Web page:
The Excise Men are at your gate
    Glory be to God, but they're drinking it nate
    In the Hills of Connemara

  5. Swing to the left and swing to the right,
    The Excise Men will dance all night
    Drinking up tae till the morning light
    In the Hills of Connemara


Post - Top - Home - Printer Friendly - Translate

Subject: RE: Origins: Hills of Connemara
From: GUEST,M.
Date: 17 Nov 07 - 05:33 AM

I think it was written by Sean McCarthy of Listowel.


Post - Top - Home - Printer Friendly - Translate

Subject: RE: Origins: Hills of Connemara
From: GUEST,Jim I
Date: 17 Nov 07 - 02:14 PM

After reading this I googled Sean McCarthy and found this. I did knew about "Step it out Mary" and "Shanagolden" but not about "Hills of Connemara"

http://www.chivalry.com/cantaria/mattie/mccarthy.html


Post - Top - Home - Printer Friendly - Translate

Subject: RE: Origins: Hills of Connemara
From: PeadarOfPortsmouth
Date: 19 Nov 07 - 01:40 PM

hmmm...I didn't see mention of Hills of Connemara on the McCarthy page, nor was it listed on the song list for the Peggy Sweeney album of his work. Am I missing something?

Anyway - Thanks, Joe, for tying my query to the previous thread. I did find the lyrics to both in my initial search, but I haven't had any luck regarding the origins of the song. The search continues, and until shown otherwise - Trad. ;-)

Cheers,

Peter


Post - Top - Home - Printer Friendly - Translate

Subject: RE: Origins: Hills of Connemara
From: Dave the Gnome
Date: 19 Nov 07 - 04:03 PM

I was pretty sure it was McCarthy as well - I had one of his song books that I am convinced had 'Hills' in it. But the songbook seems to have disappeared! :-(

D.


Post - Top - Home - Printer Friendly - Translate

Subject: RE: Origins: Hills of Connemara
From: Dave the Gnome
Date: 19 Nov 07 - 04:11 PM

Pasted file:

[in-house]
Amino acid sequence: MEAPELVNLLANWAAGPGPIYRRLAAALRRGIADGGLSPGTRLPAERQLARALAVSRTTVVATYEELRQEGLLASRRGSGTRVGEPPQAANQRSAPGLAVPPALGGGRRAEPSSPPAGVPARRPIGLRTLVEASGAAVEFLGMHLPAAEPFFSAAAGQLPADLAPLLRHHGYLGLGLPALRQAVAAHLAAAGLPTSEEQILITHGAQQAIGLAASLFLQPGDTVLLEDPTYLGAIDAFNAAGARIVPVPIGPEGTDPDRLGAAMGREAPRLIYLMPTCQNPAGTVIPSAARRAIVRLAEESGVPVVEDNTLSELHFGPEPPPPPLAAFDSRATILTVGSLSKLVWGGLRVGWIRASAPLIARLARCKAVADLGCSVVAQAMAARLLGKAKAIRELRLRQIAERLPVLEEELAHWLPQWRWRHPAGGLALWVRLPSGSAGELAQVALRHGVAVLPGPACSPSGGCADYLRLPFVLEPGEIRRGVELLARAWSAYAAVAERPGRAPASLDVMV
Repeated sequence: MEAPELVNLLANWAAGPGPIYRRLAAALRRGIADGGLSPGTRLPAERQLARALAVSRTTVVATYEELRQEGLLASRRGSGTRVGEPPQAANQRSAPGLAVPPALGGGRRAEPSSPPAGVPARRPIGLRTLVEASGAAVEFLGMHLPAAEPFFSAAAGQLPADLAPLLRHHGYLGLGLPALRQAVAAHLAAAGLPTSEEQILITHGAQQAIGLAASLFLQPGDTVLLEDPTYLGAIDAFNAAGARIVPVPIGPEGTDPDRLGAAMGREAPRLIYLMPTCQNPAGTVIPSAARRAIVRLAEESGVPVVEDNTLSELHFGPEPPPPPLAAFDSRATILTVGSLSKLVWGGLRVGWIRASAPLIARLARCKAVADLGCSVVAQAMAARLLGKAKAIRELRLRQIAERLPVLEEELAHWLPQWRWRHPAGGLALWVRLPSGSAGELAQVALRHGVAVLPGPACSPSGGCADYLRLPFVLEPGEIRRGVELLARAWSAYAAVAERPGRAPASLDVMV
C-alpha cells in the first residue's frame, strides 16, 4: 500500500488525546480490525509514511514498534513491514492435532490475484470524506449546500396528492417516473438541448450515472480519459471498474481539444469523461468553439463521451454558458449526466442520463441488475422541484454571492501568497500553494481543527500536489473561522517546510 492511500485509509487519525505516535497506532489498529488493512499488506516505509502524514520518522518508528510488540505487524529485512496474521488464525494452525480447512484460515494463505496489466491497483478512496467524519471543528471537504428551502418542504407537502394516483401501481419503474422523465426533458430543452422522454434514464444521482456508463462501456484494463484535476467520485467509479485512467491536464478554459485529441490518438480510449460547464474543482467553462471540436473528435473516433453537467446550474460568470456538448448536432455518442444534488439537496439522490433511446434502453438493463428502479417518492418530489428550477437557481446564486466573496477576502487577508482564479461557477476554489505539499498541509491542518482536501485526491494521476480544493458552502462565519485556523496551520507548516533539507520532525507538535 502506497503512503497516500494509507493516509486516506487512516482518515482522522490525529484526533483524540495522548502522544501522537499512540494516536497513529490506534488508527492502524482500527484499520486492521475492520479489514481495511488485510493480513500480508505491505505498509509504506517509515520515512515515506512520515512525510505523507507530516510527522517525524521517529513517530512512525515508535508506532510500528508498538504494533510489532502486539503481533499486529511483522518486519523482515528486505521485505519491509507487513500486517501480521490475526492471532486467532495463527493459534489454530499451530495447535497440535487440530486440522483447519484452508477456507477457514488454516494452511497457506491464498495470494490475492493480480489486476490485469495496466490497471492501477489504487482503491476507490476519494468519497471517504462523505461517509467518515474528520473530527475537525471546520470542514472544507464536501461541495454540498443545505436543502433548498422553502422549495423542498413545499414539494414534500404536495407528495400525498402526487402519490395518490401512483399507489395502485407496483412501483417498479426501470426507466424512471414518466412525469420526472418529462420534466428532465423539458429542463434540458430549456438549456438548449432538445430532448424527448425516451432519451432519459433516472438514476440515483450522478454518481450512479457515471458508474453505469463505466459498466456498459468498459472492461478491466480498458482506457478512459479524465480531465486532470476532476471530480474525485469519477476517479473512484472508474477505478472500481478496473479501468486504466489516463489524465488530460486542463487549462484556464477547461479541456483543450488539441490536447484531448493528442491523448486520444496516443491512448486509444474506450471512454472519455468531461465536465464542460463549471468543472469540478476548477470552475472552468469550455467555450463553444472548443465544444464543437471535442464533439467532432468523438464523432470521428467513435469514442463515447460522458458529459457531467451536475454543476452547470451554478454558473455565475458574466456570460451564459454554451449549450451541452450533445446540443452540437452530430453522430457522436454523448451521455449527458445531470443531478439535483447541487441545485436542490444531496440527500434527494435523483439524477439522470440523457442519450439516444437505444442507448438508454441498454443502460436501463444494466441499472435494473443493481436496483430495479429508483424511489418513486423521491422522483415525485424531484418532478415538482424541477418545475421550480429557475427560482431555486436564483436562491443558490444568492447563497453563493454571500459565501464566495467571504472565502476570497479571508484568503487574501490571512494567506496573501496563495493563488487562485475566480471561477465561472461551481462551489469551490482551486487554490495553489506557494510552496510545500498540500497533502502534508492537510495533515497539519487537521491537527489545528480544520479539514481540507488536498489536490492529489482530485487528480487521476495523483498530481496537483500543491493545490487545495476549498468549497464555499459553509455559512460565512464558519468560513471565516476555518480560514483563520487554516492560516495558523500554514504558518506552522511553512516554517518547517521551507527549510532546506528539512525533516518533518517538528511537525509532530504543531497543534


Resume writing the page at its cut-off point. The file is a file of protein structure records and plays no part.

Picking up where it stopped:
Aha! Not found the book but found this snippet about the Finuge weekend

We were lcuky enought to catch this event about five or six years ago. It was wonderful. Anyway - Why you may not be able to see the link is the original McCarthy title is, apparantly 'Mountain Tae', as you will spot about halfway down the home page.

Mystery solved. It was the caretaker in a mask all along...

:D


Post - Top - Home - Printer Friendly - Translate

Subject: RE: Origins: Hills of Connemara
From: domo
Date: 19 Nov 07 - 04:13 PM

Hi,
It was wriiten by Sean McCarthy and is on his CD "The Wandering Man" ,first released in 1970 by EMI AND re-released in 2002 by EMI the shamrock series.The reason you failed to track it is that Sean gives it the title "Mountain Tae". Great CD.


Post - Top - Home - Printer Friendly - Translate

Subject: RE: Origins: Hills of Connemara
From: Dave the Gnome
Date: 19 Nov 07 - 04:14 PM

PS - Got to love the typing on the site. Wonder if jOhn was involved:-) The crossroads at Finuge is the only place I have seen an English style pub in the area - I am sure there are more but this was very distinctive. And very large. Just as well seeing as the Thatched House was dry and between every act there was a mass exodus to the pub:-)


Post - Top - Home - Printer Friendly - Translate

Subject: RE: Origins: Hills of Connemara
From: PeadarOfPortsmouth
Date: 19 Nov 07 - 04:32 PM

Thanks for solving the mystery! Great up-tempo song that I've heard for years, but never knew the origins. As a new folkie, I want to make sure I'm giving proper credit...thanks for help!

Peter


Post - Top - Home - Printer Friendly - Translate

Subject: RE: Origins: Hills of Connemara
From: Gulliver
Date: 20 Nov 07 - 03:53 PM

In the last version above (which was the one I learned long ago), I believe "Gun 'B' men" should read "Gombeen men". A gombeen was a kind of shady wheeler-dealer down the country.

Good to have found the author.

Don


Post - Top - Home - Printer Friendly - Translate

Subject: RE: Origins: Hills of Connemara
From: Mick Pearce (MCP)
Date: 20 Nov 07 - 04:16 PM

I learned this from the Clancy's (in the late 60s I'd guess from the song folder it's in - I wasn't as good at keeping source details in those days!) under the title of The Mountain Tay. The words were substantially the same as posted by Bernard above with the exception of the verse:

A gallon for the butcher, a quart for Tom,
A bottle for poor old Father John
To help his prayers and his hymns along,
In the Hills of Connemara.

Mick


Post - Top - Home - Printer Friendly - Translate

Subject: RE: Origins: Hills of Connemara
From: Snuffy
Date: 22 Nov 07 - 08:56 AM

The tune appears to be a speeded up version of Coulter's Candy


Post - Top - Home - Printer Friendly - Translate
  Share Thread:
More...

Reply to Thread
Subject:  Help
From:
Preview   Automatic Linebreaks   Make a link ("blue clicky")


Mudcat time: 2 December 11:22 AM EST

[ Home ]

All original material is copyright © 1998 by the Mudcat Café Music Foundation, Inc. All photos, music, images, etc. are copyright © by their rightful owners. Every effort is taken to attribute appropriate copyright to images, content, music, etc. We are not a copyright resource.